Copyright holders are increasingly seeking Norwich orders against internet service providers to identify individuals misusing intellectual property online. A Norwich order is an exceptional pre-trial remedy that permits discovery of third parties to obtain information about a wrongdoer, often before a statement of claim is even issued. Once a Norwich order is granted, the internet service provider will typically be required to identify the individual whose IP address was implicated in the copyright infringement.
The Supreme Court of Canada in Rogers Communications Inc. v Voltage Pictures, LLC recently considered who bears the cost of complying with a Norwich order in the context of the Copyright Act: the copyright owner seeking the Norwich order, or the internet service provider against whom the order is sought?
The issue before the Supreme Court arose out of an increasingly common issue: copyright infringement by anonymous internet subscribers who download and upload copyrighted content, while concealing their identifies from copyright owners due to the anonymity afforded by the internet.
The anonymity of internet subscribers is what triggered the need for a Norwich order. Voltage Pictures, LLC, a group of film production companies, alleged its copyrights had been infringed online by thousands of unidentified internet subscribers, who shared its films over the internet using peer-to-peer file sharing. Voltage sued one unknown subscriber (John Doe) for breach of copyright and brought a Norwich order to compel John Doe’s internet service provider, Rogers Communications Inc., to disclose John Doe’s contact and personal information.
At common law, a person seeking a Norwich order generally pays all reasonable costs incurred by the third party against whom the order is made for the steps taken to comply with the Norwich order. However, under sections 41.25 and 41.26 of the Copyright Act, an internet service provider must comply with statutory obligations when notified by a copyright owner that a person at a certain IP address is alleged to have infringed copyright (the notice and notice regime). These express obligations include: (1) forwarding the notice to the IP address owner, (2) informing the copyright owner of this forwarding (or the reasons for which it could not be done), and (3) retaining the records that would allow identification of the IP address owner. Internet service providers cannot charge a fee for complying with the express obligations of the notice and notice regime. The question became whether Rogers could charge Voltage any fee for compliance with the Norwich order.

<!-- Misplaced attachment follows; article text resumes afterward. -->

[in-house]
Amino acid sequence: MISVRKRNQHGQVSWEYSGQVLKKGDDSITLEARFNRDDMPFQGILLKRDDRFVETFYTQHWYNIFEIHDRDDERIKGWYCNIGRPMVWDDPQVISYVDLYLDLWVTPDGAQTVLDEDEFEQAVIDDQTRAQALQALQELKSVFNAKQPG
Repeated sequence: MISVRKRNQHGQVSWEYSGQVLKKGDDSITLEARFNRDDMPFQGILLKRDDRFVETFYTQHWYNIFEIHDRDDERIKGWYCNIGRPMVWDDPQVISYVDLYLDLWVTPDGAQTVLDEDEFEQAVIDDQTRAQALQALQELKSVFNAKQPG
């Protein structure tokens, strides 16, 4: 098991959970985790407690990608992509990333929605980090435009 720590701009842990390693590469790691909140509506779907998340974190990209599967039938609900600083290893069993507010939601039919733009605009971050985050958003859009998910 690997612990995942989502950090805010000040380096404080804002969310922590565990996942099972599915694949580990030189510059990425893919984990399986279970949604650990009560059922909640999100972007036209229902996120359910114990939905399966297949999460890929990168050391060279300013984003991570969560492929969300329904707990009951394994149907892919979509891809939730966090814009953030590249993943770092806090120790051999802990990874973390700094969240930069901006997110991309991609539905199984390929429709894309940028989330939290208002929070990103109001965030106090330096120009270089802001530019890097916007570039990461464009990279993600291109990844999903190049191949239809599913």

At first instance, the motion judge fell on the common law side of the divide, ordering Voltage to compensate Rogers for all reasonable fees it incurred in complying with the Norwich order, including the steps that fell under the notice and notice regime. The Federal Court of Appeal disagreed, finding the steps formed part of Rogers’ implicit obligations under the notice and notice regime, such that the only costs Rogers could have recovered were those associated with “the actual act of disclosure when complying with a Norwich order.” Rogers appealed to the Supreme Court of Canada.
Supreme Court of Canada decision: the majority
The Supreme Court allowed Rogers’ appeal but remitted to the motion judge the quantum of Rogers’ reasonable costs of complying with the Norwich order.
The majority confirmed the test for Norwich orders from Alberta (Treasury Branches) v Leahy, 2000 ABQB 575, aff’d in 2002 ABCA 101, which has been consistently applied by lower courts in Canada but had yet to be considered by the Supreme Court: (1) a person seeking a Norwich order must show a bona fide claim against the unknown alleged wrongdoer; (2) the person from whom discovery is sought must be in some way involved in the matter under dispute; (3) the person from whom discovery is sought must be the only practical source of information available to the applicants; (4) the persons from whom discovery is sought must be reasonably compensated for their expenses arising out of compliance with the discovery order in addition to their legal costs; and (5) the public interests in favour of disclosure must outweigh the legitimate privacy concerns.